There are six falcons native to North America -- gyrfalcon, peregrine, prairie falcon, aplomado falcon, merlin and American kestrel -- but back in 2010 I had seen only four of them because I hadn't traveled west or south to the places that prairie and aplomado falcons call home.
That year I didn't need to leave Pennsylvania to find a prairie falcon. Since 2005 a single bird had spent the winter near Mud Level Road in Cumberland County. In November 2010 I decided it was time to chase that Life Bird.
Prairie falcons (Falco mexicanus) range in North America from the Great Plains westward to the Pacific coast. They move in spring and winter but normally travel north-south or up-slope/down-slope. Pennsylvania is not only wetter than their usual habitat but is very far away. The purple squares below show where they were reported on eBird, 2015-2017. The darkest purple is their most frequent location.
When a prairie falcon was first noticed at Mud Level Road in late fall 2005, birders assumed it was an escaped falconer's bird though it showed no signs of a former life, no jesses, no radio tracking antenna. They soon found out it roosted overnight at a nearby quarry. Then year after year the bird came back in November and left in early spring, obviously migrating. From the winter of 2005-2006 through the winter of 2013-2014 he returned for eight more years.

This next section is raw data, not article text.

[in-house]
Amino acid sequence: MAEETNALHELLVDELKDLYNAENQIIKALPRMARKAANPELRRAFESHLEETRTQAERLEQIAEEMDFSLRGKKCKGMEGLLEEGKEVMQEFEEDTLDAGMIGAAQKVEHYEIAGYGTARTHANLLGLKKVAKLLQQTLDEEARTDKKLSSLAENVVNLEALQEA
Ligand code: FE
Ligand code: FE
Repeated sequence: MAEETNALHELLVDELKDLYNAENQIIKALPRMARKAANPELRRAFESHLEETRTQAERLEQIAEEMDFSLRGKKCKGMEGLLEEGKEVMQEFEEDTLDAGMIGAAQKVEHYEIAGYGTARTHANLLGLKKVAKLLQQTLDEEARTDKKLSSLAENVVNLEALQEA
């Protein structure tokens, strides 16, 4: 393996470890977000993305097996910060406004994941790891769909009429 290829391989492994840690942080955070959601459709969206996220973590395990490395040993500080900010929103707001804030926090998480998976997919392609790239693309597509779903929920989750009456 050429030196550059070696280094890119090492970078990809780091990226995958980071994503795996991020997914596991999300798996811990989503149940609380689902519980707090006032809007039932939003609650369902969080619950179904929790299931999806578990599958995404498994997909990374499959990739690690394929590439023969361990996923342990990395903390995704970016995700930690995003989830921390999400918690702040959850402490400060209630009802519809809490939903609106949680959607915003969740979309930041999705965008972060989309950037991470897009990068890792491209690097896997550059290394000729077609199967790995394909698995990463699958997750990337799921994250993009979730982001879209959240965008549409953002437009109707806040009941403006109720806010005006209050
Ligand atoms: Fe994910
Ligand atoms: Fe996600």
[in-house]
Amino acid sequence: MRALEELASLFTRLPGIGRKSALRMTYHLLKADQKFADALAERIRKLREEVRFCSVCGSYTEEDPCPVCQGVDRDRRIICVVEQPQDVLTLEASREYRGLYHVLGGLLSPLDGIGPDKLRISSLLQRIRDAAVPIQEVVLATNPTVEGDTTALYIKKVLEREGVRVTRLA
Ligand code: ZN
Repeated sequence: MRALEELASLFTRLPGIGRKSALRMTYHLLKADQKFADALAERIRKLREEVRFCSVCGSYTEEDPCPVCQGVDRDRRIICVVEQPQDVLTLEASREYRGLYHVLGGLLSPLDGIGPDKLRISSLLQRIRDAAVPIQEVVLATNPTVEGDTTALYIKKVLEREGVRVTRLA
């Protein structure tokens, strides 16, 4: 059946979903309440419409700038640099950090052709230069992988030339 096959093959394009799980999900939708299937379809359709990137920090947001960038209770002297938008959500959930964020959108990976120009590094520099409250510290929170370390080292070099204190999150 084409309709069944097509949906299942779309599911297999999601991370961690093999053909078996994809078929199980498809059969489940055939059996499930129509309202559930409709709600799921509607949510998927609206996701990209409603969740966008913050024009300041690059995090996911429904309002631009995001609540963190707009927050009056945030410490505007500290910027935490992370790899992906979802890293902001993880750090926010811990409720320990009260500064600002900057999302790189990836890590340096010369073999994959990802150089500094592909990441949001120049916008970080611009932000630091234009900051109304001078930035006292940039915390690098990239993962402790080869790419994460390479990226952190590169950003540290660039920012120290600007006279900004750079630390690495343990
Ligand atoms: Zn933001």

Like the peregrines I can identify as individuals because they're the only two on territory at Pitt, this prairie falcon was unique because of his location. He was not just any falcon. He was the prairie falcon.
On Throw Back Thursday read of my near miss in finding this unique Life Bird three hours from my Pittsburgh home: Prairie Falcon at Mud Level Road.
(photo of a prairie falcon in Colorado by Pat Gaines on Flickr, prairie falcon range map via eBird sightings, 2015-2017. Click on the images to see the originals)